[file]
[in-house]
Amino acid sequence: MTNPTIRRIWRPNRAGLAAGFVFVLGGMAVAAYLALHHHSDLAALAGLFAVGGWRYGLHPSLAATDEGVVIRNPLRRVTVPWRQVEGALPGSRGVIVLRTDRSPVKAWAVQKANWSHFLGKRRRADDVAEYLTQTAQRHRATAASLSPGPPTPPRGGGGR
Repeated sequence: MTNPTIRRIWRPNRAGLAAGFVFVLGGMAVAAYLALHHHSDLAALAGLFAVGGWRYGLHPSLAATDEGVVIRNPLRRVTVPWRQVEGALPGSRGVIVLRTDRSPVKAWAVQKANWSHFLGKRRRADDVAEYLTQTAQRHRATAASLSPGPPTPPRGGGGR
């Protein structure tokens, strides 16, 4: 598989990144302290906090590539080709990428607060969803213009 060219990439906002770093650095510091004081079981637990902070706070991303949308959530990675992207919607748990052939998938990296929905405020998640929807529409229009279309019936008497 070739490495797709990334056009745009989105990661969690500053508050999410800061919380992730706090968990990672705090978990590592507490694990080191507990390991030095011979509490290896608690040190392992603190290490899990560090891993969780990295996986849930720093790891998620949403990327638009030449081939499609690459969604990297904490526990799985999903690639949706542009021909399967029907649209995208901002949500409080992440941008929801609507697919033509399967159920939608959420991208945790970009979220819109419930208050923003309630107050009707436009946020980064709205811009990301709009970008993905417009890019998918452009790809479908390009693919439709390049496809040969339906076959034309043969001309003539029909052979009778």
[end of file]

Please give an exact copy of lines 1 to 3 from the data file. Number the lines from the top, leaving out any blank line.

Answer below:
[in-house]
Amino acid sequence: MTNPTIRRIWRPNRAGLAAGFVFVLGGMAVAAYLALHHHSDLAALAGLFAVGGWRYGLHPSLAATDEGVVIRNPLRRVTVPWRQVEGALPGSRGVIVLRTDRSPVKAWAVQKANWSHFLGKRRRADDVAEYLTQTAQRHRATAASLSPGPPTPPRGGGGR
Repeated sequence: MTNPTIRRIWRPNRAGLAAGFVFVLGGMAVAAYLALHHHSDLAALAGLFAVGGWRYGLHPSLAATDEGVVIRNPLRRVTVPWRQVEGALPGSRGVIVLRTDRSPVKAWAVQKANWSHFLGKRRRADDVAEYLTQTAQRHRATAASLSPGPPTPPRGGGGR